How should you hold a rabbit?

Socialising your rabbit from an early age is important, as otherwise, they can find human contact distressing. Always be gentle, move slowly and talk quietly around rabbits so that you don't startle them. Picking a rabbit up close to ground level is another way to avoid scaring them. Covering their eyes gently with the crook of your arm can also help them to feel more relaxed. Always hold a rabbit gently but firmly and use the minimum level of restraint necessary. Always supervise children, and never pick up a rabbit by their ears. Rabbits are naturally sociable and inquisitive, so developing a good relationship with them can be rewarding for both of you.

It's crucial to get rabbit handling right, as without correct handling, it's possible your rabbits will perceive you as a threat. Watch vet Molly demonstrate how to hold a rabbit so that your rabbits can learn to see you as a friend and companion.

Top tips for handling rabbits

Start early

Get your rabbits used to human touch by socialising them early. Rabbits who aren't handled regularly from a young age, or rough handling at any age, may find human contact distressing.

Be gentle

Move slowly and talk quietly around rabbits so not to startle them. They're more likely to be relaxed in a quiet and calm handling environment

Picking rabbits up when you're close to ground level is less likely to scare them, and is also more safe, as it helps prevent them being dropped by accident from a height. We advise all interaction to take place on ground level when possible.

Covering their eyes (with a towel or in the crook of your arm) can help them feel more relaxed whilst being held, but you should ensure the nares (nostrils) aren't obstructed.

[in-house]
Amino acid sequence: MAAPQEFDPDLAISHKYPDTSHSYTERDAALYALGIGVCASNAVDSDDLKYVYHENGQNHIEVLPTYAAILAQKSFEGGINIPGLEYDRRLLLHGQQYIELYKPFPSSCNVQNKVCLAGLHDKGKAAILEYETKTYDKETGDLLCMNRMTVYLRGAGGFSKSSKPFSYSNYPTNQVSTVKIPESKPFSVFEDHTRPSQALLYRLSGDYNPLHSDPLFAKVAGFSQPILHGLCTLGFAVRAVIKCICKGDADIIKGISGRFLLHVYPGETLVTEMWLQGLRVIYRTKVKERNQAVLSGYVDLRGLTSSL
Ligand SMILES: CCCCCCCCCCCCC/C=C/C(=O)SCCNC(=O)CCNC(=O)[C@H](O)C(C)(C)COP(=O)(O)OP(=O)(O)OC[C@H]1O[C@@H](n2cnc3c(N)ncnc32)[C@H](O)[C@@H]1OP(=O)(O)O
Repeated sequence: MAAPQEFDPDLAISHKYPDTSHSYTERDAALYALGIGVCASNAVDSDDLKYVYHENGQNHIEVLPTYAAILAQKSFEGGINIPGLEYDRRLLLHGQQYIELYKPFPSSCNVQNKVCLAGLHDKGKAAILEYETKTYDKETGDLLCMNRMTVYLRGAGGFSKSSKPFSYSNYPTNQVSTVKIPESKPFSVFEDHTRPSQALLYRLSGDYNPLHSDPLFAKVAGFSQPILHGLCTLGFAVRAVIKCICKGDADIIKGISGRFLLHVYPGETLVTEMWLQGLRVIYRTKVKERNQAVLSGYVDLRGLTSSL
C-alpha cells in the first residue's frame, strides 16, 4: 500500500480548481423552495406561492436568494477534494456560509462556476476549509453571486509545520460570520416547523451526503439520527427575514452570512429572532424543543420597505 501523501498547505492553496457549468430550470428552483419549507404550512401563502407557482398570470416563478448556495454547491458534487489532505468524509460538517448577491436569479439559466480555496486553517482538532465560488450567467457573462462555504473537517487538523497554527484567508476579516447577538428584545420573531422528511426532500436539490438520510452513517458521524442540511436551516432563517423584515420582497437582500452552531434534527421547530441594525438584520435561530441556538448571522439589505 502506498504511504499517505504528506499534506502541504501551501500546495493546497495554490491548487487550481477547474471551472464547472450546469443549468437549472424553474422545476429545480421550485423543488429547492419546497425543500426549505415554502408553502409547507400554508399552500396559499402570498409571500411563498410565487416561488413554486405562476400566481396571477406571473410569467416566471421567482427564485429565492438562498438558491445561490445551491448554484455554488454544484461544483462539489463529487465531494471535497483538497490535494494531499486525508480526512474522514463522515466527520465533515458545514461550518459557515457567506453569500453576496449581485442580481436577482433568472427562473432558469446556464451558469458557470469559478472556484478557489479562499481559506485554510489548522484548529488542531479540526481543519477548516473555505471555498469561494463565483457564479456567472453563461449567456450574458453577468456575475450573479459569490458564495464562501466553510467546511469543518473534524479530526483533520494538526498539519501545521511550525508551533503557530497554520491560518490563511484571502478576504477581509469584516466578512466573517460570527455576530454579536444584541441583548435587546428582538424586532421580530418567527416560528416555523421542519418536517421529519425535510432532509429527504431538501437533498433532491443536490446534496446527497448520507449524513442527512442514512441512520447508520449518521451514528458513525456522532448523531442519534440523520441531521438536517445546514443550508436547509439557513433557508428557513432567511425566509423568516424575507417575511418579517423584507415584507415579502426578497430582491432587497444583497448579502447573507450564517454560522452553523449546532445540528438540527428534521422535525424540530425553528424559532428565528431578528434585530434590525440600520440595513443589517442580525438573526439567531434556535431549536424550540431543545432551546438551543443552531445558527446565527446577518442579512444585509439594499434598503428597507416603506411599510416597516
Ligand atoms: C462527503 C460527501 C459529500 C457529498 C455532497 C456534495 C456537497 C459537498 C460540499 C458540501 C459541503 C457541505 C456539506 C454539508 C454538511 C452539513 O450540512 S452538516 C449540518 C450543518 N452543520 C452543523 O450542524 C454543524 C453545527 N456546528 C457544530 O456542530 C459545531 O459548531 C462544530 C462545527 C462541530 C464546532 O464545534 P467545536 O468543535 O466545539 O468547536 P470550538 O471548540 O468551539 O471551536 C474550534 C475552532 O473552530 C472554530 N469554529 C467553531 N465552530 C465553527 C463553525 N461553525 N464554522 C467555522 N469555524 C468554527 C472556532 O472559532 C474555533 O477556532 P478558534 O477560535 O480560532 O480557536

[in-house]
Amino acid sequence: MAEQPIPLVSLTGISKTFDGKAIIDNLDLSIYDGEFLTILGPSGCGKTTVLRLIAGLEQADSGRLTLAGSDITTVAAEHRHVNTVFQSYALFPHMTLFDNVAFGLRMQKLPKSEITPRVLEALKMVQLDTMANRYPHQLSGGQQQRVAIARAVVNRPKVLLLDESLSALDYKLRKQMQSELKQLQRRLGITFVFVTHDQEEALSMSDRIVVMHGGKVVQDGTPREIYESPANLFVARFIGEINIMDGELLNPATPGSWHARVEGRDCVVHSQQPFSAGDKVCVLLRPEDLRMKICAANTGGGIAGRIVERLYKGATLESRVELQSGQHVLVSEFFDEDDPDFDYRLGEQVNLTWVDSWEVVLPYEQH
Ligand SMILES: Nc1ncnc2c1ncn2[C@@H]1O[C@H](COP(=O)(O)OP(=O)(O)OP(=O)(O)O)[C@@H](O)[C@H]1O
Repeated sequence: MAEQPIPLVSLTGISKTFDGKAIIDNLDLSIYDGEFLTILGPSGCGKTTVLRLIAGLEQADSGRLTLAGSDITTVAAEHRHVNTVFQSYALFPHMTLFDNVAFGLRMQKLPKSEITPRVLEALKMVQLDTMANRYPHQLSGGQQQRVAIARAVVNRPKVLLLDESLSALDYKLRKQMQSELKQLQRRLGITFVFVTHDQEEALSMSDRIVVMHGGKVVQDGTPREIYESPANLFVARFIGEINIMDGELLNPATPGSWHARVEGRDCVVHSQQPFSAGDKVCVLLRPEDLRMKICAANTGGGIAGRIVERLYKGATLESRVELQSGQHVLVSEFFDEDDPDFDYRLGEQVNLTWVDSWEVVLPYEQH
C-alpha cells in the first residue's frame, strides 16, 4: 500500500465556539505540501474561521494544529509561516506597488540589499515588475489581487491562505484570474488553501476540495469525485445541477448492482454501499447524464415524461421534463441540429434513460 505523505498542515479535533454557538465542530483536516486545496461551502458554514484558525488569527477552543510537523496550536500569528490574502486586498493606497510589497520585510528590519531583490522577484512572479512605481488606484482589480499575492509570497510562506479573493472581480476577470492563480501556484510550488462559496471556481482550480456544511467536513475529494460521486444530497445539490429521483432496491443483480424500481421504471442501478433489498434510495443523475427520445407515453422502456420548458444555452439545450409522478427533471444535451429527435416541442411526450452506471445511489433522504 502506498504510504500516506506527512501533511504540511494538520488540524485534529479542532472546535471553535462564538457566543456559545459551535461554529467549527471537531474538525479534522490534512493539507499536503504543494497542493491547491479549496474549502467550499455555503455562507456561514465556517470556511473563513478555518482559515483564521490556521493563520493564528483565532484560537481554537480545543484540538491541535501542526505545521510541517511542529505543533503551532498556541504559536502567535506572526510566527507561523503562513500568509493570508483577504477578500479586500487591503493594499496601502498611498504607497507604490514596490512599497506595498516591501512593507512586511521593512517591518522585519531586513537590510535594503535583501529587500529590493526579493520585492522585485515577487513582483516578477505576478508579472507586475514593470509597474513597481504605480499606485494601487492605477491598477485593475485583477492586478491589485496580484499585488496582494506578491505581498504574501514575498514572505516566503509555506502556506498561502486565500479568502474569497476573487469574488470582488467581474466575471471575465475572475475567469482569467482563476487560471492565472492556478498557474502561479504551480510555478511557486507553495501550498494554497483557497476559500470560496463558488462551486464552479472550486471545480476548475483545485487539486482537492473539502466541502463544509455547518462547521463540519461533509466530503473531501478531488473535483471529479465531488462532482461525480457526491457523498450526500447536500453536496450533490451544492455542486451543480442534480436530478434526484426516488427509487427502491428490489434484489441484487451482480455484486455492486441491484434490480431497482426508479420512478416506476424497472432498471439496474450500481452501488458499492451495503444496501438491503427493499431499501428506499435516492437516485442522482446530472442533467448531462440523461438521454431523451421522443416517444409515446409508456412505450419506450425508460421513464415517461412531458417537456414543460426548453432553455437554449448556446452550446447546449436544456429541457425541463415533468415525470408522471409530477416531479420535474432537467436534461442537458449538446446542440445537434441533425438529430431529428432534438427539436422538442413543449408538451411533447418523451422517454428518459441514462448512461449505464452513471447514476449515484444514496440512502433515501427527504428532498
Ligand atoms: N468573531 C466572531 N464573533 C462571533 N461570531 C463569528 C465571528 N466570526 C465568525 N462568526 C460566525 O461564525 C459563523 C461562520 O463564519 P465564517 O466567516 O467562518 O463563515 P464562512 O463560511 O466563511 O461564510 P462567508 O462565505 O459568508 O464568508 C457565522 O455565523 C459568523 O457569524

Be safe

Safety is paramount when handling rabbits as their fragile spines can be seriously, or even fatally, damaged if they feel insecure and struggle when held.

  • Hold rabbits gently but firmly, ensure one hand supports their back and hindquarters at all time. Help them feel secure by holding all four feet against your body. 
  • Never pick rabbits up by their ears. It would be extremely stressful and is highly likely to injure them.
  • Reduce stress and minimise the risk of injury by using the minimum level of restraint necessary. This depends on the animal's temperament, health status and the activity undertaken.
  • Supervise children at all times, and only adults or responsible older children should be able to pick up rabbits.
  • Avoid placing rabbits on slippery surfaces. Placing a towel down can help make rabbits feel more secure.

If you're concerned about your rabbits' behaviour, seek veterinary advice to rule out any form of illness or injury that could be causing problems. Their reaction to handling may also depend on their past handling experiences, so you'll need patience to help grow their confidence around people.

Please download our Rabbit handling advice (PDF 380KB) for more on handling and training. Or why not try something new today and enjoy watching your rabbits investigate and play with different toys and objects.

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